Is Memory Foam Toxic?

Memory foam mattresses are popular because they cushion joints and support the spine. Many people love the slow-moving feel, but some people fear that memory foam is harmful to their health. 

So, is memory foam toxic? The answer isn’t always cut and dried. Some memory foam mattresses contain harmful chemicals, but there are many non-toxic options on the market. I’ve examined the research so that you can find a memory foam mattress that works for your needs. 

What is Memory Foam?

Memory foam was invented when NASA-funded researchers sought new ways to improve comfort, protection, and shock absorption for test pilots in the 1960s. This plush material, made from polyurethane foam, has rocketed out of the lab and into our daily lives. You’ll find memory foam inside football helmets, shoe insoles, airline seats, and, of course, mattresses. 

A woman's hand rises above a handprint in memory foam

What is Memory Foam Made Out of?

Polyurethane foam, or memory foam, is a porous synthetic material with a cellular structure. Polyurethane foams are made of various chemical components such as: 

  • Polyols – an organic macromolecule made from natural or crude oils
  • Diisocyanates – chemical building blocks used to make the foam more rigid and flexible
  • Blowing agents –  gas that blows little pockets of air (cells) into the polyurethane to create the foam structure
  • Additives – surfactants, catalysts, fillers, and curatives can be added during the manufacturing process to speed the process, change the weight of the foam, reduce flammability, and customize the foam.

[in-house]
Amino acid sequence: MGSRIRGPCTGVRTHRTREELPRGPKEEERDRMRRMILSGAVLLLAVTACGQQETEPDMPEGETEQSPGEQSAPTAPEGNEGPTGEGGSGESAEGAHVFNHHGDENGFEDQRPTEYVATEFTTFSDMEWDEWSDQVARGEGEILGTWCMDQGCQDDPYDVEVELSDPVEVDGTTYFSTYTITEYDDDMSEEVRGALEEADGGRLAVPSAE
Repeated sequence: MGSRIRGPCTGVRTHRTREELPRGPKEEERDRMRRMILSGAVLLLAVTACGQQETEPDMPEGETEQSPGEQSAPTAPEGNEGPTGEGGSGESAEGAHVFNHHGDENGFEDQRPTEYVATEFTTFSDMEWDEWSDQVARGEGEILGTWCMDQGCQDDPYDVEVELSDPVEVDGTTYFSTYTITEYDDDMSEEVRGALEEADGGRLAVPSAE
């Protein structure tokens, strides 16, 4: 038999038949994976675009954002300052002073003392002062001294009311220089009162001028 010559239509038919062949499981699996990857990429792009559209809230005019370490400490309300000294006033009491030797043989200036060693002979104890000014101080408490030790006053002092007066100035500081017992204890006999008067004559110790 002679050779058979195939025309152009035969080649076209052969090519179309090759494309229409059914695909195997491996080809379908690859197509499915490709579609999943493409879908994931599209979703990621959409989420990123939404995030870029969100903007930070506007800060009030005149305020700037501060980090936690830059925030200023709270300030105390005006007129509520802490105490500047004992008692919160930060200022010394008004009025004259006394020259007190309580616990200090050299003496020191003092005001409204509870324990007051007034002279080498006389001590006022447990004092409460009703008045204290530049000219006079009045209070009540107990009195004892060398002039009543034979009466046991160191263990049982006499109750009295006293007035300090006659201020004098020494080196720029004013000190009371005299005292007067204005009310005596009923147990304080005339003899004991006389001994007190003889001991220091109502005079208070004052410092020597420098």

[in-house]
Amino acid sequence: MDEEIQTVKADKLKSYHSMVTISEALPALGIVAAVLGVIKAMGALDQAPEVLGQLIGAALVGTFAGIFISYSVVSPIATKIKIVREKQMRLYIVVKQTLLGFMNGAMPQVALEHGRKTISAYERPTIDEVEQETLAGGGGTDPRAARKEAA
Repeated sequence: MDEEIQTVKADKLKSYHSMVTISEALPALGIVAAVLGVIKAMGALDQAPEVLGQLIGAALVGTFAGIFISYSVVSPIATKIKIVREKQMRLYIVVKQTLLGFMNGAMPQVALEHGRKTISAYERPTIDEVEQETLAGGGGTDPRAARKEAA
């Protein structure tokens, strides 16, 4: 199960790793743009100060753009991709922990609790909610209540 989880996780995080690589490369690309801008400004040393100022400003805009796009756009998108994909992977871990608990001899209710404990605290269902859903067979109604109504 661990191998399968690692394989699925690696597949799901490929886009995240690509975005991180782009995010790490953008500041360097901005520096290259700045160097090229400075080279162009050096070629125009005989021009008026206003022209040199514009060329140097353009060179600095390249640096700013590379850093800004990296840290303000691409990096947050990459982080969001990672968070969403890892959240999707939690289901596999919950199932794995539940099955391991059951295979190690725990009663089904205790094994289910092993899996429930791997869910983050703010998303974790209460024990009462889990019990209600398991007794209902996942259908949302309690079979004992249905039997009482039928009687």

Is Memory Foam Safe?

Polyurethane foam is generally considered safe. However, memory foam is made from petrochemicals that emit volatile organic compounds (VOCs), which can pollute the air inside your home and bring potential health risks. Many VOCs are human-made chemicals used in the manufacturing of household products, including paints, pesticides, cleaning supplies, building materials, and furnishings. 

cooling memory foam

Generally, there are more VOCs indoors than outdoors, according to the United States Environmental Protection Agency (EPA). VOCs can pose both short-term and long-term health effects. 

The American Lung Association warns that breathing VOCs can irritate the eyes, nose, and throat. They also emphasize that VOCs can damage the central nervous system and other organs.

Potentially Hazardous Chemicals Found Inside Memory Foam

Memory foam mattresses contain small amounts of potentially hazardous chemicals. A chemical’s toxicity is typically dependent on the dose and duration of exposure. 

The health risks outlined below are more relevant to workers in industrial settings than consumers. Even so, some people are more at risk than others and may want to avoid exposure to the following chemicals that may be found inside memory foam mattresses:

Methylbenzene, also known as toluene, poses a few health risks. According to the Centers for Disease Control and Prevention (CDC), toluene exposure can cause, “eye and nose irritation, tiredness, confusion, dizziness, headache, dilated pupils, nerve damage, inflammation of the skin, and liver and kidney damage.” It’s important to remember that people who constantly work with this chemical, such as construction workers and nail technicians, are most at risk of developing adverse reactions. 

Acetone poses some short-term risks when inhaled frequently. These risks include: irritation of the eyes, nose, throat, trachea, and lungs. Acetone can also cause joint, bone, and muscular pain, as well as pregnancy complications. 

Formaldehyde, with frequent exposure, can irritate the skin, throat, lungs, and eyes. Repeated exposure to formaldehyde may be linked to cancer.

Does Memory Foam Contain Fiberglass?

Fiberglass is often used as a cost-effective flame retardant, and some mattress manufacturers may use it to meet fire safety standards. If fiberglass is present, you may see it listed on a mattress label as “glass fiber” or “glass wool.” 

Fiberglass is made of silica sand, limestone, recycled glass, and soda ash. It can be irritating to the eyes, skin, and lungs. Long-term exposure has been linked to lung disease